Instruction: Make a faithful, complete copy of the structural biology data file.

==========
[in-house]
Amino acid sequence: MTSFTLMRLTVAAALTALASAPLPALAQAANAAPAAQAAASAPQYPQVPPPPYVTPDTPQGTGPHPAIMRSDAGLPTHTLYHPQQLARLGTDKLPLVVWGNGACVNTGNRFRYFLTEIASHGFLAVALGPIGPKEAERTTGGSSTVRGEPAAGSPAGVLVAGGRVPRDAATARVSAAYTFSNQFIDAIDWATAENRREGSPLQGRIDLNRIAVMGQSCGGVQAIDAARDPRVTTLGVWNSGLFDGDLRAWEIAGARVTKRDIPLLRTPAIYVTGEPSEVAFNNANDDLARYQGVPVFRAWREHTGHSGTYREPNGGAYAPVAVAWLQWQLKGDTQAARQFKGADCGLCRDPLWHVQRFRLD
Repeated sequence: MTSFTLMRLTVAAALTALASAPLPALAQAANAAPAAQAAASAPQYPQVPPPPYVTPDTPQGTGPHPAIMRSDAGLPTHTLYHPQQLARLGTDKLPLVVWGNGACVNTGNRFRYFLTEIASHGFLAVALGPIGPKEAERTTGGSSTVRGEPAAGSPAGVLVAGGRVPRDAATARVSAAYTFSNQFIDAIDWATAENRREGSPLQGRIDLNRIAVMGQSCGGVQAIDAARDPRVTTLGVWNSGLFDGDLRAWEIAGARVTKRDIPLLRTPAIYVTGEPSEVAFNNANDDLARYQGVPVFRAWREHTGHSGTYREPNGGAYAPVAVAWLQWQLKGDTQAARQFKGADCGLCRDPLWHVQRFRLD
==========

[in-house]
Amino acid sequence: MTSFTLMRLTVAAALTALASAPLPALAQAANAAPAAQAAASAPQYPQVPPPPYVTPDTPQGTGPHPAIMRSDAGLPTHTLYHPQQLARLGTDKLPLVVWGNGACVNTGNRFRYFLTEIASHGFLAVALGPIGPKEAERTTGGSSTVRGEPAAGSPAGVLVAGGRVPRDAATARVSAAYTFSNQFIDAIDWATAENRREGSPLQGRIDLNRIAVMGQSCGGVQAIDAARDPRVTTLGVWNSGLFDGDLRAWEIAGARVTKRDIPLLRTPAIYVTGEPSEVAFNNANDDLARYQGVPVFRAWREHTGHSGTYREPNGGAYAPVAVAWLQWQLKGDTQAARQFKGADCGLCRDPLWHVQRFRLD
Repeated sequence: MTSFTLMRLTVAAALTALASAPLPALAQAANAAPAAQAAASAPQYPQVPPPPYVTPDTPQGTGPHPAIMRSDAGLPTHTLYHPQQLARLGTDKLPLVVWGNGACVNTGNRFRYFLTEIASHGFLAVALGPIGPKEAERTTGGSSTVRGEPAAGSPAGVLVAGGRVPRDAATARVSAAYTFSNQFIDAIDWATAENRREGSPLQGRIDLNRIAVMGQSCGGVQAIDAARDPRVTTLGVWNSGLFDGDLRAWEIAGARVTKRDIPLLRTPAIYVTGEPSEVAFNNANDDLARYQGVPVFRAWREHTGHSGTYREPNGGAYAPVAVAWLQWQLKGDTQAARQFKGADCGLCRDPLWHVQRFRLD